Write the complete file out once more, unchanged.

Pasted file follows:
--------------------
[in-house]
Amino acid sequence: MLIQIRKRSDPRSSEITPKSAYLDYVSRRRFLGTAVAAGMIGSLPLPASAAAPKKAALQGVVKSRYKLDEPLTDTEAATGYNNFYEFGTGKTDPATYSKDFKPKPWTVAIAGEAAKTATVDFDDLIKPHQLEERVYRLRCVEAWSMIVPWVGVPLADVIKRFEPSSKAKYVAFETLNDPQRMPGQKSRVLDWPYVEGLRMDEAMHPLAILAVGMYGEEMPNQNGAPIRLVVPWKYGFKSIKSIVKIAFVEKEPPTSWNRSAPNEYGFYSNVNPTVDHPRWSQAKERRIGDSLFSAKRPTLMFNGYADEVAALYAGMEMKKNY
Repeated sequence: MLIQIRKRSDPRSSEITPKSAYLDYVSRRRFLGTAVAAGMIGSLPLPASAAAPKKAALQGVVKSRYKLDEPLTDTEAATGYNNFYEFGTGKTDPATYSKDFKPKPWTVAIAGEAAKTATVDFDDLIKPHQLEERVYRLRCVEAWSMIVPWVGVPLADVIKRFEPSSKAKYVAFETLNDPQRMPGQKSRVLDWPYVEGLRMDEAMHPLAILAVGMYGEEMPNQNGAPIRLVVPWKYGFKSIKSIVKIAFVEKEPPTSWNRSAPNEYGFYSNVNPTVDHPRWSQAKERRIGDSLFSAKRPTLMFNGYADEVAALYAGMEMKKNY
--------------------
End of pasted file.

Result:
[in-house]
Amino acid sequence: MLIQIRKRSDPRSSEITPKSAYLDYVSRRRFLGTAVAAGMIGSLPLPASAAAPKKAALQGVVKSRYKLDEPLTDTEAATGYNNFYEFGTGKTDPATYSKDFKPKPWTVAIAGEAAKTATVDFDDLIKPHQLEERVYRLRCVEAWSMIVPWVGVPLADVIKRFEPSSKAKYVAFETLNDPQRMPGQKSRVLDWPYVEGLRMDEAMHPLAILAVGMYGEEMPNQNGAPIRLVVPWKYGFKSIKSIVKIAFVEKEPPTSWNRSAPNEYGFYSNVNPTVDHPRWSQAKERRIGDSLFSAKRPTLMFNGYADEVAALYAGMEMKKNY
Repeated sequence: MLIQIRKRSDPRSSEITPKSAYLDYVSRRRFLGTAVAAGMIGSLPLPASAAAPKKAALQGVVKSRYKLDEPLTDTEAATGYNNFYEFGTGKTDPATYSKDFKPKPWTVAIAGEAAKTATVDFDDLIKPHQLEERVYRLRCVEAWSMIVPWVGVPLADVIKRFEPSSKAKYVAFETLNDPQRMPGQKSRVLDWPYVEGLRMDEAMHPLAILAVGMYGEEMPNQNGAPIRLVVPWKYGFKSIKSIVKIAFVEKEPPTSWNRSAPNEYGFYSNVNPTVDHPRWSQAKERRIGDSLFSAKRPTLMFNGYADEVAALYAGMEMKKNY